Each fact alleged in the complaint should be contained in a numbered paragraph. If you dispute the fact or you do not know whether the fact is true, you make a note in the margin of the complaint.
Outline your response to the complaint
Your answer outline should have numbered paragraphs that correspond to each number in the complaint. In your outline and in each corresponding paragraph, either admit the fact if it is true, deny it if is false, or deny it on "information and belief" if you do not know if the fact is true. Deny each claim.
Assess your affirmative defenses
Affirmative defenses in plain English are simply reasons under the law why the facts and claims alleged in the complaint do not support a claim against you. I have provided a link to an article containing common defenses below. Retaining a lawyer is recommended so that you understand and properly assert applicable affirmative defenses.
Assess your potential counterclaims
You may have valid legal claims against the person or entity that is suing you. These are known as counterclaims. While Internet research can be useful to identify and properly draft a counterclaim, again, it is a good idea to retain a lawyer to make sure that it is done right.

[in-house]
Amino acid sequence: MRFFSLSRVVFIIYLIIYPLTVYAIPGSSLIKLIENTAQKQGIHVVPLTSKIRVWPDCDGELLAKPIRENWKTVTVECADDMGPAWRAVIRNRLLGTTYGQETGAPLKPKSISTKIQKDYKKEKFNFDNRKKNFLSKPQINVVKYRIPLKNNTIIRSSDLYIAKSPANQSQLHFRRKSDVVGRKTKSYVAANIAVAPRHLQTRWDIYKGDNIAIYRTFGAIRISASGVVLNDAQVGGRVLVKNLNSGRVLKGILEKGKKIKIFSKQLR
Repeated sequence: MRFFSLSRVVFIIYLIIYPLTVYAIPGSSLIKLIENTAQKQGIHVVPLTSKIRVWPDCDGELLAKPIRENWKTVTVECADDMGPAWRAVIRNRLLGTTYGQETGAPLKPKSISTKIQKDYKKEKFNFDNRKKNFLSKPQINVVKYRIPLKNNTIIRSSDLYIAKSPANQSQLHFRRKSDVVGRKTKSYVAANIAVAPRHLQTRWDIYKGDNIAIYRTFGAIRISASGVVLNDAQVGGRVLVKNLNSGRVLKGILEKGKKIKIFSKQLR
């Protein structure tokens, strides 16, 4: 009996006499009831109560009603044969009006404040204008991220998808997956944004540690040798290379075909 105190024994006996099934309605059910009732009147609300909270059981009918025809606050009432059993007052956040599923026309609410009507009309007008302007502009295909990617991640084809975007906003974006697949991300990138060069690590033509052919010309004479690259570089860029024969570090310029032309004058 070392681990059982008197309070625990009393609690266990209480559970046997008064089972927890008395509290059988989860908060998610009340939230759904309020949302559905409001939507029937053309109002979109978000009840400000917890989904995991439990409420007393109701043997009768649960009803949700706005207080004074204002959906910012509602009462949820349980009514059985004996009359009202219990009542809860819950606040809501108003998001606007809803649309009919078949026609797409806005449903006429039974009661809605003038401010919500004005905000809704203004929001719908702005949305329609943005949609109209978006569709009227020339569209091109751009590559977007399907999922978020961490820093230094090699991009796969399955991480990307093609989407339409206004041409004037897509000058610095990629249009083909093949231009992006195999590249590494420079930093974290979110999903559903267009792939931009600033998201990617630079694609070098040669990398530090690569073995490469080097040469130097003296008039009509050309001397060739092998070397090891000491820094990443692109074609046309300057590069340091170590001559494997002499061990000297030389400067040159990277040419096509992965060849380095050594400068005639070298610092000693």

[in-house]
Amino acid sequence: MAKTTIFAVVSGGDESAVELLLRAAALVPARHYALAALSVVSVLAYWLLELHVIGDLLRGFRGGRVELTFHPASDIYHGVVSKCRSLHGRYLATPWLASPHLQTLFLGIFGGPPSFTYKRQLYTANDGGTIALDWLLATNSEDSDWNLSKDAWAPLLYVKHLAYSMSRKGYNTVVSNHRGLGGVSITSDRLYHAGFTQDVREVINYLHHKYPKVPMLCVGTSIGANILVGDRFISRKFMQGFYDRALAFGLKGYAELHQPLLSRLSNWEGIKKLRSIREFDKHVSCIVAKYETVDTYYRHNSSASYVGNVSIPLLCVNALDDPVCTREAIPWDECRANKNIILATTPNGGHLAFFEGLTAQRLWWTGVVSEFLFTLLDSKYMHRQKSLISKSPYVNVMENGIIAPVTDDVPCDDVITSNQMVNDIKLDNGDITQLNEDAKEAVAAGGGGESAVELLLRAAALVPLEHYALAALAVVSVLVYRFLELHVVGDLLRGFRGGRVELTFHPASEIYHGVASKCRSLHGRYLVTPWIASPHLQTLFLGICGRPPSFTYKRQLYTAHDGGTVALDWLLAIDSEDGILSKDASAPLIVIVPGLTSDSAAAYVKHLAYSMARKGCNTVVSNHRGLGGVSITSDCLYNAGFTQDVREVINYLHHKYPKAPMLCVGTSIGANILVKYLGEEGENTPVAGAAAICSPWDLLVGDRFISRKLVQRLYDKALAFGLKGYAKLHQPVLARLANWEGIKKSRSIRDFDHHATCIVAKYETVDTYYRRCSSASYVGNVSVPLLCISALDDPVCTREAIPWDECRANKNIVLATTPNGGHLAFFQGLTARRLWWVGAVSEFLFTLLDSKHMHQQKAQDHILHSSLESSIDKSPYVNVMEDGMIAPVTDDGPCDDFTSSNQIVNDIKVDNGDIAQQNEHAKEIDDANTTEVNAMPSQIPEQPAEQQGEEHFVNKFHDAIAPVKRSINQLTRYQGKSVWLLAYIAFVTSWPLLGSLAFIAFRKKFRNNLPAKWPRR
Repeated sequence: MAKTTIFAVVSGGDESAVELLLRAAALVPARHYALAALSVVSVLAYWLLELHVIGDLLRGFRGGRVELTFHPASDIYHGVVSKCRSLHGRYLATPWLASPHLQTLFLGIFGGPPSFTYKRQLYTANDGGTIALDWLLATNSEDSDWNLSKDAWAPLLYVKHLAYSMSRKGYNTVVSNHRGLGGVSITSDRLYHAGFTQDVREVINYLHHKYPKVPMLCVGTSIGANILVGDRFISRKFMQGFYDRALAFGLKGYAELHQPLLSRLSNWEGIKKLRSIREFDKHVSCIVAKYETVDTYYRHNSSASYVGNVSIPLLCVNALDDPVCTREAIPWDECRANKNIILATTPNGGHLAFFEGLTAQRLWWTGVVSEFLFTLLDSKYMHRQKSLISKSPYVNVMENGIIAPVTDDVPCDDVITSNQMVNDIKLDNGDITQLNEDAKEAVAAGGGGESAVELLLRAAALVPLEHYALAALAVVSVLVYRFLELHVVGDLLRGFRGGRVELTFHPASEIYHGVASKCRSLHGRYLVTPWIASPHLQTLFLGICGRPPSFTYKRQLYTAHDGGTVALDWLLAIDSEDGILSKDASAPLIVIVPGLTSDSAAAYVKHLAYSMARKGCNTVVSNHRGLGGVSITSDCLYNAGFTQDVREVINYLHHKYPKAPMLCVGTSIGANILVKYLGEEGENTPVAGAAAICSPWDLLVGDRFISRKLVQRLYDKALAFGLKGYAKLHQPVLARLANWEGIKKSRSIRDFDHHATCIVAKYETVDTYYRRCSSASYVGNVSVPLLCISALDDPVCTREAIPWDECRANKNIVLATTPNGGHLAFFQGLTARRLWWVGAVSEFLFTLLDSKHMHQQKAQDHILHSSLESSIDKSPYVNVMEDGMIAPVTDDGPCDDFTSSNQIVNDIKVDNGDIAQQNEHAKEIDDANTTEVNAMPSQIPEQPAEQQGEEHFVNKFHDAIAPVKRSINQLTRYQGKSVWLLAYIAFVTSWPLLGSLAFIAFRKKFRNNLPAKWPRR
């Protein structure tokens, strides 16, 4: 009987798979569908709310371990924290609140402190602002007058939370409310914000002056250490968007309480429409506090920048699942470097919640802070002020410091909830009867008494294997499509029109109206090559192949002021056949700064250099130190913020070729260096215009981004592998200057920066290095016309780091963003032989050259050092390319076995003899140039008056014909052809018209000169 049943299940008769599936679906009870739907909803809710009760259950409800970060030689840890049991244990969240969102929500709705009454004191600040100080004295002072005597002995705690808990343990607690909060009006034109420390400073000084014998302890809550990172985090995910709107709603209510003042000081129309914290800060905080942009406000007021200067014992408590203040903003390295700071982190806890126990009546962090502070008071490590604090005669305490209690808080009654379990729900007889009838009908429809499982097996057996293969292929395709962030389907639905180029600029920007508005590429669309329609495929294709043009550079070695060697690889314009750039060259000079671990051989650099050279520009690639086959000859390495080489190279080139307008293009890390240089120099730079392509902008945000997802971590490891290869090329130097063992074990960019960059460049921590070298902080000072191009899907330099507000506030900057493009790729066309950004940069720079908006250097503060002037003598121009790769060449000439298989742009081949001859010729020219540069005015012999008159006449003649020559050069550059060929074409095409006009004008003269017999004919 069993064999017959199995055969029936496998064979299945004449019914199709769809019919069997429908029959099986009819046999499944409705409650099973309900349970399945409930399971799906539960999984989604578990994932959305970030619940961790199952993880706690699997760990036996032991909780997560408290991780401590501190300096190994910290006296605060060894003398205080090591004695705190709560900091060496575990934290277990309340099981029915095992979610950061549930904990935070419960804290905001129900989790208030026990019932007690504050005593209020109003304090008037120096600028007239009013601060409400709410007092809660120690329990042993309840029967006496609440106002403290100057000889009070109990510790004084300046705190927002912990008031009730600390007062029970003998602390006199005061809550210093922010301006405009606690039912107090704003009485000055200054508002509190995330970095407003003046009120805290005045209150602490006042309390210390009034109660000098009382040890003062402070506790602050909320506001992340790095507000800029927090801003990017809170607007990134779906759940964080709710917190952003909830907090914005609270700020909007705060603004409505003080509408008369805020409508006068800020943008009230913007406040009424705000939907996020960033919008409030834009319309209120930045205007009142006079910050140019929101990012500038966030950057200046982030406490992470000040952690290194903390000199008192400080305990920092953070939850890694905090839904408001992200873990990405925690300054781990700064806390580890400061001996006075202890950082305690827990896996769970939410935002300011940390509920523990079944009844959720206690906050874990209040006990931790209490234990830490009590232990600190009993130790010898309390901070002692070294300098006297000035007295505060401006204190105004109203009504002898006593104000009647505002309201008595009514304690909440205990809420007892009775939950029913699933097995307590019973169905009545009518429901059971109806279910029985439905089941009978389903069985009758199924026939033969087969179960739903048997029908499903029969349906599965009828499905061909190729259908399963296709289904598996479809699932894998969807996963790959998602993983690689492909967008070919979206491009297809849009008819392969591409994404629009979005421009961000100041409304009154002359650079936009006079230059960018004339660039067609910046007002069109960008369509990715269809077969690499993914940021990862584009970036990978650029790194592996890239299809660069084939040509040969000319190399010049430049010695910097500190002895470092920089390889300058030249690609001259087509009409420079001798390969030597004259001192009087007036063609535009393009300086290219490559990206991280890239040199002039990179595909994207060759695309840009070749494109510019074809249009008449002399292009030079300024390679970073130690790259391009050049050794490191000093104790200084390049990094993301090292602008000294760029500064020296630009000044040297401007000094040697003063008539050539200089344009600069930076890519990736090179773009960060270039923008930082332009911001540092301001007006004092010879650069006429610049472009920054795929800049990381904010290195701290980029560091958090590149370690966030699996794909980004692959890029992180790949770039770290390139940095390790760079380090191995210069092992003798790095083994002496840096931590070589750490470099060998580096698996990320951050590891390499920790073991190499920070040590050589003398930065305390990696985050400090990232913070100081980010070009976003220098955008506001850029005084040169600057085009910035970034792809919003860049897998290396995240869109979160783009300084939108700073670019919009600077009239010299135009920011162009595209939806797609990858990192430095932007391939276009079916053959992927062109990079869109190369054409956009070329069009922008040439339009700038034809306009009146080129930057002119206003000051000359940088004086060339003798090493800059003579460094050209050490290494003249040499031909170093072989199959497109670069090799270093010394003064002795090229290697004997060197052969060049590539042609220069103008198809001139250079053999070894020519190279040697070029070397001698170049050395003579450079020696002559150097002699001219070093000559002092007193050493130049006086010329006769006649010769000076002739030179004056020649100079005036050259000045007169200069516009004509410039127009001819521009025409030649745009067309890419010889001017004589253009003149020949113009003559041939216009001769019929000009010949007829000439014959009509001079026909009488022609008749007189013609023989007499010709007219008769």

Assess claims arising out of the same circumstances of the complaint against different parties
Many times a third-party who is not included as a party to the complaint may be liable in whole or in part for the claims asserted against you. You will need to assess who these third-parties might be, and retain a lawyer to help you to properly assert claims against these third-parties so that you are not left on the hook.
Put it all together into a formal document
Small claims is less formal at least in Wisconsin, but most states have specific laws mandating that an answer, affirmative defense, counterclaim and third-party claim be organized and filed in a specific manner. These laws are referred to as pleadings under civil procedure statutes. I have included a link to Wisconsin laws on civil procedure below. Before you finalize the answer and related documents, make sure that they are in compliance.
Make sure to obtain a "wherefore" clause or prayer for relief which ask the court to grant you your damages against either the plaintiff or a third-party which you bring in, dismiss the claims against you, and asks for "any other relief deemed just and equitable by the court."
Additional resources provided by the author
Please review the links below for other legal resources. Retain an attorney to make sure your Answer is completed correctly!
Tip: conduct an Internet search on this subject for other useful web articles and sample pleadings.
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